Daily Archives: December 3, 2009

Krishna Guha

The Fed will take asset prices into account when setting monetary policy, writes Krishna Guha of the Financial Times Read more

Krishna Guha

Congress may not share Bernanke’s vision of what the Fed should look like, writes Krishna Guha of the Financial Times
 Read more

Krishna Guha

Ben Bernanke today warned lawmakers not to strip the US Federal Reserve of the powers and independence it needs to promote growth and price stability at the start of what promised to be a contentious confirmation hearing in the Senate.

His comments came as Chris Dodd, chairman of the Senate banking committee, praised Mr Bernanke as “the right leader for this moment in our nation’s economic history” – but said he intended to pare back the Fed’s role to focus it more narrowly on monetary policy. Read more on ft.com.

Under today’s announcement, banks borrowing from the ECB’s final 12-month liquidity offering would pay a one-off interest payment, of as yet unknown value. They would adopt the loan on December 16, 2009, and pay back both principal and interest at maturity all in one go, on December 23, 2010. The indexed interest payment will be the average minimum bid rates of the 53 weekly ECB auctions over the life of the loan. And in case that isn’t clear, here’s the formula: Read more

Ralph Atkins

Jean-Claude Trichet, European Central Bank president, has just announced the next – and last – offer of unlimited 12-month liquidity will be at an interest rate linked to future changes in the main policy rate. I blogged on the attractiveness of such a move yesterday. Mr Trichet insisted the move sent no signals about a future tightening of monetary policy. More on ft.com later…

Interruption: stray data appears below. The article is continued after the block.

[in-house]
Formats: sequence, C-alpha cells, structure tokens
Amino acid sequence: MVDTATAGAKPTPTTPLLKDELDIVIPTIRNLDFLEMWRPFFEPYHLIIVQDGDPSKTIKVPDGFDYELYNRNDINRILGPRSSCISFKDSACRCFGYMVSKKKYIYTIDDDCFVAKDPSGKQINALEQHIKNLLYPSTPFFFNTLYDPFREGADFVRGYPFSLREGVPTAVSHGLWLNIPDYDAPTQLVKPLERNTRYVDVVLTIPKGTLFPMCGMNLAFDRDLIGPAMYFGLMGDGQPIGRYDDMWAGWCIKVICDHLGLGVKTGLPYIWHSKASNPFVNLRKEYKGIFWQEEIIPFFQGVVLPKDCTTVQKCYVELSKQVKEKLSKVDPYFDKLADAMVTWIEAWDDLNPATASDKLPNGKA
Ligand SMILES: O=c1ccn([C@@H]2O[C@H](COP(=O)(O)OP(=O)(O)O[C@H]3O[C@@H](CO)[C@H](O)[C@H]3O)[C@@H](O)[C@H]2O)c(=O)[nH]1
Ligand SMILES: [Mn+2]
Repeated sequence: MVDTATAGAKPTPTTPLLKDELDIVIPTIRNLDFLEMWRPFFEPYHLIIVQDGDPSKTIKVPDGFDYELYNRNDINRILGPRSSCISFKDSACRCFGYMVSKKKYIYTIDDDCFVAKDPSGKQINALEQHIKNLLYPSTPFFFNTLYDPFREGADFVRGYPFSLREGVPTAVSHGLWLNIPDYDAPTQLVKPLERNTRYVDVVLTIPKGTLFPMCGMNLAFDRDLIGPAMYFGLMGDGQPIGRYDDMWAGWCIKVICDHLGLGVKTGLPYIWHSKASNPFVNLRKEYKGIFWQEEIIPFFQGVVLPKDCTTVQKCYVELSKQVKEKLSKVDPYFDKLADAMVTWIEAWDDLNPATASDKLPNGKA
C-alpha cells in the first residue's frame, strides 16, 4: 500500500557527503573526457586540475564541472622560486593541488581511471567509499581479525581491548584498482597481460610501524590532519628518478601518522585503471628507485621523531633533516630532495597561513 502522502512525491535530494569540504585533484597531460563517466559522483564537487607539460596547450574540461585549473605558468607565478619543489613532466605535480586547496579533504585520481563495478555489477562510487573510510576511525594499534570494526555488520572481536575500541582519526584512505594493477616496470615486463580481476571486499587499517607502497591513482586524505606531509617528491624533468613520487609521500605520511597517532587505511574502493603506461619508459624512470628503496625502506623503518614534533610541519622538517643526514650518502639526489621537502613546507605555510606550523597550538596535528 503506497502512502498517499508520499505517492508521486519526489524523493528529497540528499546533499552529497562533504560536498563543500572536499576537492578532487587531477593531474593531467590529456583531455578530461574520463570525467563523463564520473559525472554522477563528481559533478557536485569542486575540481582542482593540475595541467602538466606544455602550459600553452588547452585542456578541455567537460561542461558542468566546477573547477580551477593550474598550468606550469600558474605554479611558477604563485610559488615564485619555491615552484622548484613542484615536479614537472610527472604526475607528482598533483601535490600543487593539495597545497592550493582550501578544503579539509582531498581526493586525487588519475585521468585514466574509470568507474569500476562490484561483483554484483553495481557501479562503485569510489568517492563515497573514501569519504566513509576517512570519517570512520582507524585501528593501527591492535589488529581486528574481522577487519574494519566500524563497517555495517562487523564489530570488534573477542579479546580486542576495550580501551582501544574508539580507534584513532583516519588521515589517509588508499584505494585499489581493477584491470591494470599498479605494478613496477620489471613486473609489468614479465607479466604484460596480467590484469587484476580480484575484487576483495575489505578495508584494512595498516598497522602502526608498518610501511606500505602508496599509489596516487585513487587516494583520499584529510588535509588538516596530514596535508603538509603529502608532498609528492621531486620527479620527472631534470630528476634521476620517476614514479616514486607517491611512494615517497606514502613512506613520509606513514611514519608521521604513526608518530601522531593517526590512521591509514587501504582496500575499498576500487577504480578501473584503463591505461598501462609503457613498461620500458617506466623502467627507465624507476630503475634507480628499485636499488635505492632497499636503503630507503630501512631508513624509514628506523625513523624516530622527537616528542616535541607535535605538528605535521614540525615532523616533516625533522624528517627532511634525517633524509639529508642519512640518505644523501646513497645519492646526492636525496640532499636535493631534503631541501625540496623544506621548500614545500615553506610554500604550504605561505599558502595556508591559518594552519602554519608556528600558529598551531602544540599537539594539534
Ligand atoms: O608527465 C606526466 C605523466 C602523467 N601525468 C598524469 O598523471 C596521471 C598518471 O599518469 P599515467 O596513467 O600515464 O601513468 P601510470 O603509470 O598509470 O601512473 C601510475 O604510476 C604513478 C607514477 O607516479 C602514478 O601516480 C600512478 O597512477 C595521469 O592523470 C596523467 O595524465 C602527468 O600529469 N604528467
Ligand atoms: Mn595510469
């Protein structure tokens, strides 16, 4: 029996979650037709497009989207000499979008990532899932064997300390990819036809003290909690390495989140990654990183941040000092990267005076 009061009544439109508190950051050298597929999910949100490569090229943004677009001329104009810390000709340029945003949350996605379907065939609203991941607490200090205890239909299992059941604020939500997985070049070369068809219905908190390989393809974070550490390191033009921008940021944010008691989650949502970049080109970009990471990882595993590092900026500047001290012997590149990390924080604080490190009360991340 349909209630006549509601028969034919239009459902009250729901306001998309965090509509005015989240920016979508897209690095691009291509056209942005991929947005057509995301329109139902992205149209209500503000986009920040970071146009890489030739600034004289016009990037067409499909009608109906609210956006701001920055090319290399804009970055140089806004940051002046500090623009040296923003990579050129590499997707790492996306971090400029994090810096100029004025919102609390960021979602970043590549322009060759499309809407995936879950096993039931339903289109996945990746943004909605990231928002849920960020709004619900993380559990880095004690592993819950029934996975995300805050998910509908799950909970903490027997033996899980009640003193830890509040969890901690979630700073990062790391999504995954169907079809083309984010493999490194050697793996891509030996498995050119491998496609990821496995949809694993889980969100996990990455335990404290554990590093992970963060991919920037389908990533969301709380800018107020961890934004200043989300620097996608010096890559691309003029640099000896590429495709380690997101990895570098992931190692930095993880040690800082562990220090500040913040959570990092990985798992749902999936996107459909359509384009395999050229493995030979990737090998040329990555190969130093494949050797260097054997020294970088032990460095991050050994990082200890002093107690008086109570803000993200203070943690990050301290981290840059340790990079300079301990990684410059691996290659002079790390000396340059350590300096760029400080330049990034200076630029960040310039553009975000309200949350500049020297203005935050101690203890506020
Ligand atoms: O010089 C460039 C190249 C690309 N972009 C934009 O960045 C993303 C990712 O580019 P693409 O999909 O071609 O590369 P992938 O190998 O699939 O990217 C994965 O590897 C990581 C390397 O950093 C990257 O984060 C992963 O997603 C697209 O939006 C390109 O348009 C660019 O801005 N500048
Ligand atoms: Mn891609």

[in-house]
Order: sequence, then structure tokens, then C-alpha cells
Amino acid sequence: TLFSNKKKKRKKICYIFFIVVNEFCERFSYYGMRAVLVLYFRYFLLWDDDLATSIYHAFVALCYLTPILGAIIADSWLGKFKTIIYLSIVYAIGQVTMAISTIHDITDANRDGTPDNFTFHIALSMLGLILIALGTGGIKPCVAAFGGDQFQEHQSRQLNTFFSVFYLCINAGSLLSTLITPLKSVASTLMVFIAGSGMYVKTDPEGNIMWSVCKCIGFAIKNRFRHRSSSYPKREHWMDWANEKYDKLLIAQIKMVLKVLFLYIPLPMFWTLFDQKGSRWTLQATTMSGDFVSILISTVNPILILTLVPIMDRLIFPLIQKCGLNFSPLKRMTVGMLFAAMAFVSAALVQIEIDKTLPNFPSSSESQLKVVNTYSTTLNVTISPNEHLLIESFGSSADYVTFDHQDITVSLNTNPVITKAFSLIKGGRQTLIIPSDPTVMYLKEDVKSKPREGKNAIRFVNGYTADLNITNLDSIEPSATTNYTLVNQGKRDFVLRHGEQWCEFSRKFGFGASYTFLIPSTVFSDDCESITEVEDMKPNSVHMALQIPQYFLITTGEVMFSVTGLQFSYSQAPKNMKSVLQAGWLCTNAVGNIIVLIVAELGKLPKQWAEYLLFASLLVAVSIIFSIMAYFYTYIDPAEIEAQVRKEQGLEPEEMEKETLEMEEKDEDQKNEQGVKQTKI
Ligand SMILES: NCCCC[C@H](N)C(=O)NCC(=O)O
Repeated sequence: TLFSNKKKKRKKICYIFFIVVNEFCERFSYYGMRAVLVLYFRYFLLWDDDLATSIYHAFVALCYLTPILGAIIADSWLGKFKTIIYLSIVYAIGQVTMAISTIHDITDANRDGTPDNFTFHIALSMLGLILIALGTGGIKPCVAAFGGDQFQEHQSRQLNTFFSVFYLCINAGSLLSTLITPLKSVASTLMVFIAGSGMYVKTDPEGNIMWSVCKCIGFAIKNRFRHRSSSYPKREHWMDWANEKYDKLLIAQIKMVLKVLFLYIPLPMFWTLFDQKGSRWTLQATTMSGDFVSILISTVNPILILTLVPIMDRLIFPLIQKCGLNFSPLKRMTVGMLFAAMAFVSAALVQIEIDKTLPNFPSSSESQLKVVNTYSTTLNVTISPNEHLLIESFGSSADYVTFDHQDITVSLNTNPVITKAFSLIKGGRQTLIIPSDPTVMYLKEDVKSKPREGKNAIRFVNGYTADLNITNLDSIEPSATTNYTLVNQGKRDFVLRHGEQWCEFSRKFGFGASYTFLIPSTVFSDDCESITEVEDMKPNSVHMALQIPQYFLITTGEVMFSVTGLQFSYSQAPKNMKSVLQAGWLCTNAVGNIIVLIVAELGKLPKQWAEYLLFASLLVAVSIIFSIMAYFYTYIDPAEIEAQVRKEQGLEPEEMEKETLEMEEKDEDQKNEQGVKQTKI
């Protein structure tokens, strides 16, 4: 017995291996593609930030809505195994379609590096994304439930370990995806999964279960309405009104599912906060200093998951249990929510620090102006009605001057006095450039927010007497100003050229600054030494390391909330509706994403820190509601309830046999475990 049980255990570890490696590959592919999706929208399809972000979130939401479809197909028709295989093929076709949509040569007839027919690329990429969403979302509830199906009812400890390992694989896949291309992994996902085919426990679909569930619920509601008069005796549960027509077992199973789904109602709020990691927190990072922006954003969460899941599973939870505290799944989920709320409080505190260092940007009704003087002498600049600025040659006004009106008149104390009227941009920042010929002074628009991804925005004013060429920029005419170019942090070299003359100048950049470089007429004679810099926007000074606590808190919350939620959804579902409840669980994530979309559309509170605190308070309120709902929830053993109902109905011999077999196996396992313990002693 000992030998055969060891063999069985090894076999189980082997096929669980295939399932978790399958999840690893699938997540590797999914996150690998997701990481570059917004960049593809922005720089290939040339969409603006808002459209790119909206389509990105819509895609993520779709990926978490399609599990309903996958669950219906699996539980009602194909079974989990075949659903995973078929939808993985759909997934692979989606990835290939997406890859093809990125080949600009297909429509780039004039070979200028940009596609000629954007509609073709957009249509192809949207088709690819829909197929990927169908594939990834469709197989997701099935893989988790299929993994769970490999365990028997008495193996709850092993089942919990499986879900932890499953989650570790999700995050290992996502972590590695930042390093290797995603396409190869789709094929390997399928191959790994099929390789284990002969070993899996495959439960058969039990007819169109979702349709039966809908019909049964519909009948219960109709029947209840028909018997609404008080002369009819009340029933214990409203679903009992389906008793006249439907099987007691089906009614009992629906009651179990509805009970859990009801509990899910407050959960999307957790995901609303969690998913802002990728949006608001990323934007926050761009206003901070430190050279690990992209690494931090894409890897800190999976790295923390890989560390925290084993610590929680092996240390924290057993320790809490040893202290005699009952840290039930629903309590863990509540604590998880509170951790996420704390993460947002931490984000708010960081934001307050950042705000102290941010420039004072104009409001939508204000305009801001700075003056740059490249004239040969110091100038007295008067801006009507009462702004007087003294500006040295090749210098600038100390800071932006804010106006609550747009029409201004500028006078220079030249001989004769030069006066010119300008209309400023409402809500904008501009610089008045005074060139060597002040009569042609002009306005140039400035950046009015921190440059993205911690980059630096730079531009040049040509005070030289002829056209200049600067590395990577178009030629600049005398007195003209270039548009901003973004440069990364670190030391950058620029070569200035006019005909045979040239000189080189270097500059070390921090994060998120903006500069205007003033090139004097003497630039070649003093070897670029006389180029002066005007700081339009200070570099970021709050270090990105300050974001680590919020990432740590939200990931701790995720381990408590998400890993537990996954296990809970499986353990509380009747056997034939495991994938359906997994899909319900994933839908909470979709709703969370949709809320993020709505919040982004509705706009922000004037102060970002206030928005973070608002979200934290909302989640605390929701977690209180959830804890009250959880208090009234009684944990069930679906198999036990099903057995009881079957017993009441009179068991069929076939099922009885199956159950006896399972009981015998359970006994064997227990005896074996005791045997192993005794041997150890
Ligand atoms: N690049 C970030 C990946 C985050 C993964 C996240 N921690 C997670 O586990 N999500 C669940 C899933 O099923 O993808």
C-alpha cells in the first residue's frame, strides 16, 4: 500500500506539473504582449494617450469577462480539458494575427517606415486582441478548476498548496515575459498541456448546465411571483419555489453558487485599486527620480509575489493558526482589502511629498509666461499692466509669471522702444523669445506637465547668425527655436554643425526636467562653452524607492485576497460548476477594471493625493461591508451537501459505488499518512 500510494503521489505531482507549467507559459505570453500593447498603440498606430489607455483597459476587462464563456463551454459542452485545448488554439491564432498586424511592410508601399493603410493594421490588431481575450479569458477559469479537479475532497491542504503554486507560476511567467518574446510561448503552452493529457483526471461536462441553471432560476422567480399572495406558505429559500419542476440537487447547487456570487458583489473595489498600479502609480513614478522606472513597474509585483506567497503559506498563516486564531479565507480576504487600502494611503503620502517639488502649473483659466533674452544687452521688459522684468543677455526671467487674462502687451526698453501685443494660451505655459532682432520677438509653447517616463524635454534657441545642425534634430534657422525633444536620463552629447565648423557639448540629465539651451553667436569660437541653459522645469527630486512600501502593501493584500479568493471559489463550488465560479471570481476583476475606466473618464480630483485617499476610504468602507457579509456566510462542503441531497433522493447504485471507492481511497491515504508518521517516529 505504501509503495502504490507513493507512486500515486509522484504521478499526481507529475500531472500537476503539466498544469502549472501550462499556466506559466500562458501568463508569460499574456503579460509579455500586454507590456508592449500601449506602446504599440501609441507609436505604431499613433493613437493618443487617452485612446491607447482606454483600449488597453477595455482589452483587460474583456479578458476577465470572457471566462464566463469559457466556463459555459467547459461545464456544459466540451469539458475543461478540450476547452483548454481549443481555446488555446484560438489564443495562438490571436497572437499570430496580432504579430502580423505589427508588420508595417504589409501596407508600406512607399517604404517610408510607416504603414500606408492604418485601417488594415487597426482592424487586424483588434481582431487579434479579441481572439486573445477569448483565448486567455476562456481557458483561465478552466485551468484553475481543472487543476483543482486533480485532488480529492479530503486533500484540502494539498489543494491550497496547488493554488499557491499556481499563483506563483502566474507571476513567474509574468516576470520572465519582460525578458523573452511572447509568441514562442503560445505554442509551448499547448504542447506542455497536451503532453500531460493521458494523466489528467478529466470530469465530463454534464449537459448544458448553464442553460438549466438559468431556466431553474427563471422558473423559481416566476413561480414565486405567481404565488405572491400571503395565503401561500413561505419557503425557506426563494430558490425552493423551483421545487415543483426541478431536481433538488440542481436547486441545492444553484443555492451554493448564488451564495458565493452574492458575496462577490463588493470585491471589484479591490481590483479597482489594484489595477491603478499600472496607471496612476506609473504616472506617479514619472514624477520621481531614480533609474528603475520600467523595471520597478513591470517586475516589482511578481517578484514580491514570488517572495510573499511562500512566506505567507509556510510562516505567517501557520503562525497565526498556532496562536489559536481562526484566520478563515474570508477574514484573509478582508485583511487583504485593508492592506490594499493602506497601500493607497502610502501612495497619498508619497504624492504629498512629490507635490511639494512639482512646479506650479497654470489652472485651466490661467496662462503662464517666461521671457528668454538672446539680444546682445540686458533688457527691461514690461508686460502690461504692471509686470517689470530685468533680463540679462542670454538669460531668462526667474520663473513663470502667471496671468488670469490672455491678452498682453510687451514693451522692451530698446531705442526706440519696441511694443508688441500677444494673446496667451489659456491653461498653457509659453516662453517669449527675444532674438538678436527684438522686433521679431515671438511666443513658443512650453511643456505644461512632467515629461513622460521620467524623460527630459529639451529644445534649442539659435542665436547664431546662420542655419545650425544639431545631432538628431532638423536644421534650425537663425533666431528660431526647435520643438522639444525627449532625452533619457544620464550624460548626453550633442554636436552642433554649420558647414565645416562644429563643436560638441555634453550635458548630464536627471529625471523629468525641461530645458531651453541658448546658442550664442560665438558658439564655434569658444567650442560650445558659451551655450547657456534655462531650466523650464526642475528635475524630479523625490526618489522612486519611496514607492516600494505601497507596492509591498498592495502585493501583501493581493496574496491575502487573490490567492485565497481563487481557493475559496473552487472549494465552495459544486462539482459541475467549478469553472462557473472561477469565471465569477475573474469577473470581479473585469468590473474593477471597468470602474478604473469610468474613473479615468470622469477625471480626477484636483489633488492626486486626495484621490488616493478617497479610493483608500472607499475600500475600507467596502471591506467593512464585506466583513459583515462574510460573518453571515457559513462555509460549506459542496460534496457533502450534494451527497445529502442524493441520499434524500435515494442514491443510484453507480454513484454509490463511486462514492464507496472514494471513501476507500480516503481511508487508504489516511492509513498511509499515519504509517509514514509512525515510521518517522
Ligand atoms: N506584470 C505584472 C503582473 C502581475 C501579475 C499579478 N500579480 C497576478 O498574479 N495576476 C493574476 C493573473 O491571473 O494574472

Related posts: Read more

Chris Giles

There has been a flurry of excitement today – including at our own Alphaville – as some analysts have interpreted a Bank of England market notice on the corporate bond element of quantitative easing as the Bank feeling its way to an exit strategy.

Conspiracy theorists who expect the tail always to wag the dog can get as excited as they like. But they would be wrong. This is a mere technical modification of a tiny part of the Bank’s QE programme, consulting on the sale of corporate bonds as well as the purchase of them. Read more

Krishna Guha

Bernie Sanders, the independent senator from Vermont, has put a “hold” on Bernanke’s reconfirmation as Fed chairman. This procedural device prevents a vote of the full Senate on his nomination and can be overcome by a 60 vote supermajority.

The move is no great surprise. Holds are a common feature of life in the Senate. Sanders, a lone socialist, does not represent a larger faction in the legislature. Read more